In 1847, a Conservator of Forests and four forest rangers – all of them untrained — were appointed in the Cape for the southern forests and eventually, four regional forest conservancy districts came into being. Then, in 1881 (after Responsible Government in 1872), a Forestry Service was established for the colony as a whole. A ‘Superintendent of Woods and Forests’ was appointed to head the Service. He was Count Médéric de Vasselot de Régné (1837-1919), a professional trained at the famous École nationale des eaux et forêts in Nancy, Lorraine. For the first time, a sound colonial silvicultural policy was initiated in South Africa. De Vasselot published two important, and influential, papers before he left the Cape in 1892. After the South African War (1899-1902) ended and the region came under British control, foresters from the Cape department filled positions in the Transvaal and Orange River Colony, and after Union in 1910, a national Department of Forestry was established within the Department of Agriculture.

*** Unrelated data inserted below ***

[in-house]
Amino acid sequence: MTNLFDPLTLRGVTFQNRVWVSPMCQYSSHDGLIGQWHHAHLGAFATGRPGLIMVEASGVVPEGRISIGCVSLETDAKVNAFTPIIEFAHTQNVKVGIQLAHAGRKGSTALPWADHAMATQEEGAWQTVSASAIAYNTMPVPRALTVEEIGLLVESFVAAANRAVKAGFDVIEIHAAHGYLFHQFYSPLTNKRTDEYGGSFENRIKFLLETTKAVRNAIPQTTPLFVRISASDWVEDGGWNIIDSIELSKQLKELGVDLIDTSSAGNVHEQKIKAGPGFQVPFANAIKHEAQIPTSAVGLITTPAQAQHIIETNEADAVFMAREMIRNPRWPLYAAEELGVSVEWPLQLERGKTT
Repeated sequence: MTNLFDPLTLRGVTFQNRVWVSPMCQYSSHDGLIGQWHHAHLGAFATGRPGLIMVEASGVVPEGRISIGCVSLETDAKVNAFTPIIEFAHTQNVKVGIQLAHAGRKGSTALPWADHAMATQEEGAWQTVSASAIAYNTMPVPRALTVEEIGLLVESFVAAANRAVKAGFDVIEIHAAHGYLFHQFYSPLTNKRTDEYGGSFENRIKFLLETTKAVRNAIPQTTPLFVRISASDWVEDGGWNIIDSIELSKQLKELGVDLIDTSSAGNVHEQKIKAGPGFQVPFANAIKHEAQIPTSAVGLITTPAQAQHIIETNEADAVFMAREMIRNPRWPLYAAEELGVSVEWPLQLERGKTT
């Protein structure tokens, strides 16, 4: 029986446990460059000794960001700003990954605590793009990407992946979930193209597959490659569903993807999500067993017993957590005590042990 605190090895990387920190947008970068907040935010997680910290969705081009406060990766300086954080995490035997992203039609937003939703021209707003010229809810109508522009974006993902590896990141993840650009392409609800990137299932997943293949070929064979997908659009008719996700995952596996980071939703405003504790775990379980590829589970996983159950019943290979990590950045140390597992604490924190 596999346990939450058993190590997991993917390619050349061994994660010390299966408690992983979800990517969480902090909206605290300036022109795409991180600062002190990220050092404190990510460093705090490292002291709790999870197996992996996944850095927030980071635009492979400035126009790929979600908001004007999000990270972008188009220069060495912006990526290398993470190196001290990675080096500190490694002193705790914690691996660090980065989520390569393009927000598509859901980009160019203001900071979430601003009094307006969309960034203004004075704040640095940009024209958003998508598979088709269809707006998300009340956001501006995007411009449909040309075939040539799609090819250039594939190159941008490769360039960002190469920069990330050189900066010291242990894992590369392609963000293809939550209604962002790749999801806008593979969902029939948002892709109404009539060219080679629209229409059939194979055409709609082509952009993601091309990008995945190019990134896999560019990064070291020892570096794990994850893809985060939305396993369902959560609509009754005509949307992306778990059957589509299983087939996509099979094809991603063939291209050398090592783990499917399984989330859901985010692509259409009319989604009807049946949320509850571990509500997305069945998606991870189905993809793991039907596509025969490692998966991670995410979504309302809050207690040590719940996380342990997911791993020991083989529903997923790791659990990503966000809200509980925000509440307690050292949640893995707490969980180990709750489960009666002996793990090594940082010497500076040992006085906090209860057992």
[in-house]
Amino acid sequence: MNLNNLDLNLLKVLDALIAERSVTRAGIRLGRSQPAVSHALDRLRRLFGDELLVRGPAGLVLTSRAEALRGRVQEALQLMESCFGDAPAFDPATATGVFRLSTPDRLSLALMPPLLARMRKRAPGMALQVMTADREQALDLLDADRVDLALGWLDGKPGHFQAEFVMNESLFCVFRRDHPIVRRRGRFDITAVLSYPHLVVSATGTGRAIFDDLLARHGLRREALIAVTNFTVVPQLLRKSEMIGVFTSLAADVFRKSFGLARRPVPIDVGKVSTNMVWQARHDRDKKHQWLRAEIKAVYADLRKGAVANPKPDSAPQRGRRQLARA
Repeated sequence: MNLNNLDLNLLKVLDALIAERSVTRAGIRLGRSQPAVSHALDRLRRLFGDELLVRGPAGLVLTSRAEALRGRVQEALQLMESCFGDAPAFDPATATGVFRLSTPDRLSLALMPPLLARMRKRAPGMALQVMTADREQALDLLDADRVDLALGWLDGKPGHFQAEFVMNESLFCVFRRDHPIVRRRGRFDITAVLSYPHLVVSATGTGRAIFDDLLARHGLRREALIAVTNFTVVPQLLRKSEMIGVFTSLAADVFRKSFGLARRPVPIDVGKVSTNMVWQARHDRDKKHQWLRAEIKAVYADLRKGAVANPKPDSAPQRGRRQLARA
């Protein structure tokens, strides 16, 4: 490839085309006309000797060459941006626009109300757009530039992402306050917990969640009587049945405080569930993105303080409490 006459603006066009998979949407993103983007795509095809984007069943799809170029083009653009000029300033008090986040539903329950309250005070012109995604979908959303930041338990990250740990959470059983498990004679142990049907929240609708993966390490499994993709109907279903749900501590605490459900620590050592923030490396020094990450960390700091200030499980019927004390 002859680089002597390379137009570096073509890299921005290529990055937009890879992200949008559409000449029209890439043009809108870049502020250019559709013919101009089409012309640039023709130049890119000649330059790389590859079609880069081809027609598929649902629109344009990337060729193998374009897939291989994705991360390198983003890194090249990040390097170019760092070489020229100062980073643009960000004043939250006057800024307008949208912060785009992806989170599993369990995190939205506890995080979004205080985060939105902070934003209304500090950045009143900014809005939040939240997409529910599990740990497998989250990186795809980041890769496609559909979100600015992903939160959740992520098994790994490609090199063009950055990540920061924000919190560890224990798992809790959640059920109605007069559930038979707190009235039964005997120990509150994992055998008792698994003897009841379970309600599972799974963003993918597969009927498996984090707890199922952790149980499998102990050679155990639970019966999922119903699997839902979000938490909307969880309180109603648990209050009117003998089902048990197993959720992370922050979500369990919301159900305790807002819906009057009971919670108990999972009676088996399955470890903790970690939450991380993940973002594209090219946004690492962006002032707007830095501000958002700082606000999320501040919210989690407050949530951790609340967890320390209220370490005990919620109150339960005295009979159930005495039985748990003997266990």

It is correct that early foresters were named ‘conservators’ because although ‘preservation/protection’ and ‘conservation’ are often used interchangeably and loosely, they express different values. Conservation is the management and utilisation of any resource in such a way as to ensure its perpetuation – ‘wise use’ or managing for sustainability. Preservation, by contrast, is the prevention of all active interference in managing the resource – an attempt to protect, and to maintain unchanged. The matter was vigorously debated in the early 20th century. Conservation was strongly associated with forestry in the USA, particularly through the influential Chief Forester, Gifford Pinchot. The national park movement (‘protected areas’), championed by John Muir, emerged from the preservation ethos. The dichotomy between these resource philosophies was aired in 1908 at a White House conference convened by US President Theodore Roosevelt. Preservation was argued to be a romantic approach to the natural world and concerned with diminishing wilderness. Conservation, by contrast, was the rallying cry of the progressives, with economic growth through ‘wise use’ as its guiding rationale.